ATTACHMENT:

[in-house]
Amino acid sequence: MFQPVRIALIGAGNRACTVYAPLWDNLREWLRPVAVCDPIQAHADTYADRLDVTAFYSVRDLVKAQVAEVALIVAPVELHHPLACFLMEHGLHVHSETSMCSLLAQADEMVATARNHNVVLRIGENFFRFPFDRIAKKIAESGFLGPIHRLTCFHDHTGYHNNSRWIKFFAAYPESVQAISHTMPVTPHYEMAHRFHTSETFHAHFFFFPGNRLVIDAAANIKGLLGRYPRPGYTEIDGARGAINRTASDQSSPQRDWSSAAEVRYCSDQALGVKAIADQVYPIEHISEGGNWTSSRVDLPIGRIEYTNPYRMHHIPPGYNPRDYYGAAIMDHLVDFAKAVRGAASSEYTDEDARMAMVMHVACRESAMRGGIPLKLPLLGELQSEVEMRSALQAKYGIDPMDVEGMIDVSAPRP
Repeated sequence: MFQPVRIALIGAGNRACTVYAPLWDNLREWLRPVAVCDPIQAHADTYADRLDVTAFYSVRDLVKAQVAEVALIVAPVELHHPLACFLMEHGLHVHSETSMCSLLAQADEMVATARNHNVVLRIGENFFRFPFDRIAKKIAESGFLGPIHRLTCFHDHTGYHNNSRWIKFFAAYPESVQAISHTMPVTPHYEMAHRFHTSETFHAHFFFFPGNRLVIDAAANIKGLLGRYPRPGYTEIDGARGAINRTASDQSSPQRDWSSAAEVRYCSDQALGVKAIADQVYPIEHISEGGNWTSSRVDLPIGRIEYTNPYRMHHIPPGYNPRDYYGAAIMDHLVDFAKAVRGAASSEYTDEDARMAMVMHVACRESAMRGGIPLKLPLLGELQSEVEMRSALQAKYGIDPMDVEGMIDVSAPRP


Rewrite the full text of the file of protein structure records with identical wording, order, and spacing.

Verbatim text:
[in-house]
Amino acid sequence: MFQPVRIALIGAGNRACTVYAPLWDNLREWLRPVAVCDPIQAHADTYADRLDVTAFYSVRDLVKAQVAEVALIVAPVELHHPLACFLMEHGLHVHSETSMCSLLAQADEMVATARNHNVVLRIGENFFRFPFDRIAKKIAESGFLGPIHRLTCFHDHTGYHNNSRWIKFFAAYPESVQAISHTMPVTPHYEMAHRFHTSETFHAHFFFFPGNRLVIDAAANIKGLLGRYPRPGYTEIDGARGAINRTASDQSSPQRDWSSAAEVRYCSDQALGVKAIADQVYPIEHISEGGNWTSSRVDLPIGRIEYTNPYRMHHIPPGYNPRDYYGAAIMDHLVDFAKAVRGAASSEYTDEDARMAMVMHVACRESAMRGGIPLKLPLLGELQSEVEMRSALQAKYGIDPMDVEGMIDVSAPRP
Repeated sequence: MFQPVRIALIGAGNRACTVYAPLWDNLREWLRPVAVCDPIQAHADTYADRLDVTAFYSVRDLVKAQVAEVALIVAPVELHHPLACFLMEHGLHVHSETSMCSLLAQADEMVATARNHNVVLRIGENFFRFPFDRIAKKIAESGFLGPIHRLTCFHDHTGYHNNSRWIKFFAAYPESVQAISHTMPVTPHYEMAHRFHTSETFHAHFFFFPGNRLVIDAAANIKGLLGRYPRPGYTEIDGARGAINRTASDQSSPQRDWSSAAEVRYCSDQALGVKAIADQVYPIEHISEGGNWTSSRVDLPIGRIEYTNPYRMHHIPPGYNPRDYYGAAIMDHLVDFAKAVRGAASSEYTDEDARMAMVMHVACRESAMRGGIPLKLPLLGELQSEVEMRSALQAKYGIDPMDVEGMIDVSAPRP